PMID: 27497647
ISSN: 1743-6109
CID: 4418972

Simulation Training for Forceps-Assisted Vaginal Delivery and Rates of Maternal Perineal Trauma

Gossett, Dana R; Gilchrist-Scott, Douglas; Wayne, Diane B; Gerber, Susan E
OBJECTIVE:To evaluate the association of a forceps simulation training curriculum for obstetrics residents on rates of severe perineal lacerations after forceps deliveries. METHODS:This was a retrospective cohort study. We created a novel simulation curriculum for forceps-assisted vaginal delivery based on the best practices of local experts, and trained all residents beginning in 2013. We then retrospectively reviewed all forceps deliveries performed in the 2.5 years after initiation of the training and the 7.5 years before the training program. We identified patients who experienced a severe perineal laceration (third- or fourth-degree) and examined the relationship of resident training status and perineal laceration. Known risk factors for lacerations were identified and a multilevel multivariable model was created including these factors as well as resident training. RESULTS:During the study period, we identified 6,058 forceps-assisted vaginal deliveries. We examined temporal trends in rates of forceps of severe perineal laceration. We identified a decrease in severe lacerations between 2005 and 2008, ending 5 years before the initiation of the training curriculum. These years were censored from the data, yielding a baseline observational period of 4,279 deliveries with no significant trend in laceration rate. Univariate analysis reveals a 22% reduction in severe perineal laceration (odds ratio [OR] 0.78; P=.005) among women delivered by residents who had completed forceps simulation training compared with women delivered by residents who had not. After adjusting for known maternal and delivery risk factors for perineal laceration, the magnitude of the reduction increased to 26% in the full data set model (OR 0.74; P=.002). CONCLUSION:A forceps simulation curriculum for obstetrics residents was associated with a significant reduction in severe perineal lacerations.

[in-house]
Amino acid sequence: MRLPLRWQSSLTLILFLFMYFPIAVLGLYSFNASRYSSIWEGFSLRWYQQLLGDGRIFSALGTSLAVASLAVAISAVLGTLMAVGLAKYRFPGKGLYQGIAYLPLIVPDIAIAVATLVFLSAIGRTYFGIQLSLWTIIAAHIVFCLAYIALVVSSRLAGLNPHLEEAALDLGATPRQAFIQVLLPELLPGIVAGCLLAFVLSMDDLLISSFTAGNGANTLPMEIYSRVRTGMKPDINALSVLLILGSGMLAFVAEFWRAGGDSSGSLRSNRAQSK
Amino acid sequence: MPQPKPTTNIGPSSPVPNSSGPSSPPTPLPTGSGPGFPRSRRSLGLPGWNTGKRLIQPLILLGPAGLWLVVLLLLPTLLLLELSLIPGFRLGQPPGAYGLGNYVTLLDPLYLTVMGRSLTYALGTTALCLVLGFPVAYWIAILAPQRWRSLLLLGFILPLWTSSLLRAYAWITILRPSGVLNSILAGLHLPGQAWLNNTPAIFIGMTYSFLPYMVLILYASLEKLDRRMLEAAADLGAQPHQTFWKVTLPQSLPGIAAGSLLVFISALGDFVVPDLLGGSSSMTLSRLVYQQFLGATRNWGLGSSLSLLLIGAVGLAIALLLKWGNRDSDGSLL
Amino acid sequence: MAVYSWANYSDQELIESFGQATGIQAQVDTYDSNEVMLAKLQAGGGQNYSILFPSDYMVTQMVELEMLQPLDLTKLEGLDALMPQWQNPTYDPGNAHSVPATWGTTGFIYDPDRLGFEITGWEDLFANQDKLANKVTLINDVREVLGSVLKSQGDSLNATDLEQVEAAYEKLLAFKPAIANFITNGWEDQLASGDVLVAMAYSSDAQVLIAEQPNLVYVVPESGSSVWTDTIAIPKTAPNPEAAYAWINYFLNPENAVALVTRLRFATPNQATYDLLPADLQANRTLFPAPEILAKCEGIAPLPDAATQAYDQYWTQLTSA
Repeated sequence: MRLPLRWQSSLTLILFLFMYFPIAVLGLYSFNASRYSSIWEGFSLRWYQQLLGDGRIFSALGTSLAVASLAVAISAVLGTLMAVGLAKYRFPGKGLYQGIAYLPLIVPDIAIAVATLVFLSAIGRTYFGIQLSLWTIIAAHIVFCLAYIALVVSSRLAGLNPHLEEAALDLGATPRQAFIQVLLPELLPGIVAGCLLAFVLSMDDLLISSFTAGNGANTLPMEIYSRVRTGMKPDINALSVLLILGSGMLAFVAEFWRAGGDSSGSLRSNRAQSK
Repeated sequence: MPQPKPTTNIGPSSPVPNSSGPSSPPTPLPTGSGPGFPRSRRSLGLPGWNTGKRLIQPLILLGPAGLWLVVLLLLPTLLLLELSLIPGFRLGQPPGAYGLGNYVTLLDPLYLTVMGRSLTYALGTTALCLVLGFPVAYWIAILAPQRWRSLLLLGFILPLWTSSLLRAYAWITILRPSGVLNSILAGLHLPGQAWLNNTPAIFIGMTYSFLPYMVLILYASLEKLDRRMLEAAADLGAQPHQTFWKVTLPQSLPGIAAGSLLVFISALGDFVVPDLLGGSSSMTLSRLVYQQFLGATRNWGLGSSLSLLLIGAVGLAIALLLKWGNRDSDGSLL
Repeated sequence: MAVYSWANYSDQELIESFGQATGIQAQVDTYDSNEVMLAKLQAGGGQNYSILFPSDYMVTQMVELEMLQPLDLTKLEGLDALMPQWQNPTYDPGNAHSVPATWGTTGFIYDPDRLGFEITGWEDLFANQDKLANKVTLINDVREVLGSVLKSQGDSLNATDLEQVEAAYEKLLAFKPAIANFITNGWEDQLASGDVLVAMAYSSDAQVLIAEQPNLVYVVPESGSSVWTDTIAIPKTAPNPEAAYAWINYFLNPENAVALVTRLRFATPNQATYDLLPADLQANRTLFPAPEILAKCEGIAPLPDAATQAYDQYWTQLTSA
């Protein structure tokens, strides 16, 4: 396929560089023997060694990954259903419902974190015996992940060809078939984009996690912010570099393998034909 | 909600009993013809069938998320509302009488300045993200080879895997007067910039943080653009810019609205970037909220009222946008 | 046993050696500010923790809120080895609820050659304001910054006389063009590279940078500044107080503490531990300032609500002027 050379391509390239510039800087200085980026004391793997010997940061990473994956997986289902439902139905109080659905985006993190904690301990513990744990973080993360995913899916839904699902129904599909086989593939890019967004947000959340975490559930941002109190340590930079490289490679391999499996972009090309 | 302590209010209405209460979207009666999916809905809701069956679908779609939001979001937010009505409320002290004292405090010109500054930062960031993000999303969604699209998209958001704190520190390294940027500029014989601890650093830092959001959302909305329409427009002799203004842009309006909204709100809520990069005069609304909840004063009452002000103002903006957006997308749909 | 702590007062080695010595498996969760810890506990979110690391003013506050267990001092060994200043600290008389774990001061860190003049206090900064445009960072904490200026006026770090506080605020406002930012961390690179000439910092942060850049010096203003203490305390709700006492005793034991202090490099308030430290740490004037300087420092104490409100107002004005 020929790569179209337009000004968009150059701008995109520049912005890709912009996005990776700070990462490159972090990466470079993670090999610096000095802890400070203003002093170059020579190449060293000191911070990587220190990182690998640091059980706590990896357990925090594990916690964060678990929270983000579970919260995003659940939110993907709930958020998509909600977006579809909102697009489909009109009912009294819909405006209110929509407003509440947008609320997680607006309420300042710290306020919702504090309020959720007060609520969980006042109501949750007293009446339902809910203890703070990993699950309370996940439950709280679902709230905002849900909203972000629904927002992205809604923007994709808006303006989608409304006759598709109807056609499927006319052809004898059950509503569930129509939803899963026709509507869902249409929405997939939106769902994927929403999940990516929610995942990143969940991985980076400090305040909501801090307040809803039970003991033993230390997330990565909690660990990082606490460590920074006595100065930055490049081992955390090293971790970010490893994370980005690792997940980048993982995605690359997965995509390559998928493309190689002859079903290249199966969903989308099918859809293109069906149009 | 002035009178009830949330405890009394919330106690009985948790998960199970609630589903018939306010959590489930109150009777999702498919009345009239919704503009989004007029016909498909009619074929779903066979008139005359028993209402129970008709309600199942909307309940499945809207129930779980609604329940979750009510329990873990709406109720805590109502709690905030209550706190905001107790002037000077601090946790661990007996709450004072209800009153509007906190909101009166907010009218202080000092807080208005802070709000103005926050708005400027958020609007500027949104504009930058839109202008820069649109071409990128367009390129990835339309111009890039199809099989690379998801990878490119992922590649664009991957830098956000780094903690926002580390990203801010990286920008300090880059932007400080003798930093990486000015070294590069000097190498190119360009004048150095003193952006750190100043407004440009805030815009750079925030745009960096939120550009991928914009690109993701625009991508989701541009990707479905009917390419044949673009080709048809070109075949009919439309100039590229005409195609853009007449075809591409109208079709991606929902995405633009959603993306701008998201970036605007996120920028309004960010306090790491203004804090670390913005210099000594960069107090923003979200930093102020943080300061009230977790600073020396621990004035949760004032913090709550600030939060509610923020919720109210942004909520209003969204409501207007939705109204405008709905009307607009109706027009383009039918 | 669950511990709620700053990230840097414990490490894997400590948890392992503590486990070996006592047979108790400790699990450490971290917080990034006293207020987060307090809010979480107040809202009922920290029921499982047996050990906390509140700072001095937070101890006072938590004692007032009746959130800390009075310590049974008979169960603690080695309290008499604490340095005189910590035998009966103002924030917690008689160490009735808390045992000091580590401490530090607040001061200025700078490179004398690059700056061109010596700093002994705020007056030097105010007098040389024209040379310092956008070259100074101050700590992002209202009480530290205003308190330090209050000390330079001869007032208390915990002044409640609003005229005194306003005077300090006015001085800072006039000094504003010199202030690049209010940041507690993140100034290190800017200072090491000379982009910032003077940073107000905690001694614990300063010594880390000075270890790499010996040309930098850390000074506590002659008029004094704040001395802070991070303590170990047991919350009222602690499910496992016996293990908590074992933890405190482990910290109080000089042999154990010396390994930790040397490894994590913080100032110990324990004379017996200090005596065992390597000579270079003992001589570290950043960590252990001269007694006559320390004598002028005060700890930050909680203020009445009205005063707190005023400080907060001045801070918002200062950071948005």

PMID: 27500334
ISSN: 1873-233x
CID: 4418982